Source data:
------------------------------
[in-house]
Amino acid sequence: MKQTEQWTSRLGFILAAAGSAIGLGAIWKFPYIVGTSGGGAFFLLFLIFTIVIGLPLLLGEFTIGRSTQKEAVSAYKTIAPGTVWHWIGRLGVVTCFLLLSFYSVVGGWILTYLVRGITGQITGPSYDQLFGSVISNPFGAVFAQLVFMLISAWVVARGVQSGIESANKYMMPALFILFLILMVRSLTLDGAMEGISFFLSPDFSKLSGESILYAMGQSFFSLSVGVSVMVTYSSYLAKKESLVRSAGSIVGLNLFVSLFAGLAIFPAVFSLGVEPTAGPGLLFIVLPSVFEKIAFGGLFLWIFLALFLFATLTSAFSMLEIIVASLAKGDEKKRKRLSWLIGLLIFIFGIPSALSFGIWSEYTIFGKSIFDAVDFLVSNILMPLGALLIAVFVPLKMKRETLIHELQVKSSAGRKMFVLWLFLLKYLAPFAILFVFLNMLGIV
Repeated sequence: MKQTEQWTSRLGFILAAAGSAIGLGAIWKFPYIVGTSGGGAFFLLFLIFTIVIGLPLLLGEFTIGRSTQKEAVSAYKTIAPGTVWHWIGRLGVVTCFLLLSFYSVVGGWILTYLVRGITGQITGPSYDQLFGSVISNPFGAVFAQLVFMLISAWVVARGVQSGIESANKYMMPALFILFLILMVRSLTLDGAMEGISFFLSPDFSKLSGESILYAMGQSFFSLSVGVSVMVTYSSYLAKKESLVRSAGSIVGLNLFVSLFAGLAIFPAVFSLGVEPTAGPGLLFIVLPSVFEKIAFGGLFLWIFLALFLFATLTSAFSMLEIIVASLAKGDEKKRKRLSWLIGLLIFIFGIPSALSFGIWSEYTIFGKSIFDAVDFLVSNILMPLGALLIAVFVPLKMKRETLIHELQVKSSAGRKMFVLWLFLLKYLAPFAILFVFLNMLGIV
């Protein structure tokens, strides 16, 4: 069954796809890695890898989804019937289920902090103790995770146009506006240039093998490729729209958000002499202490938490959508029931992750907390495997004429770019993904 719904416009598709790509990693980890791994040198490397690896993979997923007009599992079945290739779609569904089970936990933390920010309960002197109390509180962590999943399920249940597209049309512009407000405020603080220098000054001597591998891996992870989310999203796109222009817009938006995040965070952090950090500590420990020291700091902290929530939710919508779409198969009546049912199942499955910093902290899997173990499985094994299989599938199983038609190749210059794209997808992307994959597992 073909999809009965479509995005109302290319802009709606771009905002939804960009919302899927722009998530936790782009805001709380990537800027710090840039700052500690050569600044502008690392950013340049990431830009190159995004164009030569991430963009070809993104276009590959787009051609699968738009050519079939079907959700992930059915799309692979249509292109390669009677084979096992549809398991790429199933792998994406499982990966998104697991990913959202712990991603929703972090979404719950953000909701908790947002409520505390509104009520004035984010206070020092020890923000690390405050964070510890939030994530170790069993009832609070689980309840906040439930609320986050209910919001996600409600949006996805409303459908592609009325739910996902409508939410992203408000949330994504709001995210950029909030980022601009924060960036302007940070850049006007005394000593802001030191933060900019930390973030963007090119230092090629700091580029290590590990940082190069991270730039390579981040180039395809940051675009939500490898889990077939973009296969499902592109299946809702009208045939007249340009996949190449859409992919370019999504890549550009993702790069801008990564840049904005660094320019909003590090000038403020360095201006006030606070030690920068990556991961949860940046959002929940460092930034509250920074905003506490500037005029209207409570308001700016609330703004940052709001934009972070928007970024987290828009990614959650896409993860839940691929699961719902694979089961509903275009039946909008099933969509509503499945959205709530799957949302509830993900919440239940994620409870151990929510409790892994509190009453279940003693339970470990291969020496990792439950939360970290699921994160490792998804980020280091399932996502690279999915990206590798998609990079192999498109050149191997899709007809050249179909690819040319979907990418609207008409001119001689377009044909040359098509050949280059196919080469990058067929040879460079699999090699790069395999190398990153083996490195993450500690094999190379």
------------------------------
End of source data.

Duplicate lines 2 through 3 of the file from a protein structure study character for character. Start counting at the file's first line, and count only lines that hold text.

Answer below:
Amino acid sequence: MKQTEQWTSRLGFILAAAGSAIGLGAIWKFPYIVGTSGGGAFFLLFLIFTIVIGLPLLLGEFTIGRSTQKEAVSAYKTIAPGTVWHWIGRLGVVTCFLLLSFYSVVGGWILTYLVRGITGQITGPSYDQLFGSVISNPFGAVFAQLVFMLISAWVVARGVQSGIESANKYMMPALFILFLILMVRSLTLDGAMEGISFFLSPDFSKLSGESILYAMGQSFFSLSVGVSVMVTYSSYLAKKESLVRSAGSIVGLNLFVSLFAGLAIFPAVFSLGVEPTAGPGLLFIVLPSVFEKIAFGGLFLWIFLALFLFATLTSAFSMLEIIVASLAKGDEKKRKRLSWLIGLLIFIFGIPSALSFGIWSEYTIFGKSIFDAVDFLVSNILMPLGALLIAVFVPLKMKRETLIHELQVKSSAGRKMFVLWLFLLKYLAPFAILFVFLNMLGIV
Repeated sequence: MKQTEQWTSRLGFILAAAGSAIGLGAIWKFPYIVGTSGGGAFFLLFLIFTIVIGLPLLLGEFTIGRSTQKEAVSAYKTIAPGTVWHWIGRLGVVTCFLLLSFYSVVGGWILTYLVRGITGQITGPSYDQLFGSVISNPFGAVFAQLVFMLISAWVVARGVQSGIESANKYMMPALFILFLILMVRSLTLDGAMEGISFFLSPDFSKLSGESILYAMGQSFFSLSVGVSVMVTYSSYLAKKESLVRSAGSIVGLNLFVSLFAGLAIFPAVFSLGVEPTAGPGLLFIVLPSVFEKIAFGGLFLWIFLALFLFATLTSAFSMLEIIVASLAKGDEKKRKRLSWLIGLLIFIFGIPSALSFGIWSEYTIFGKSIFDAVDFLVSNILMPLGALLIAVFVPLKMKRETLIHELQVKSSAGRKMFVLWLFLLKYLAPFAILFVFLNMLGIV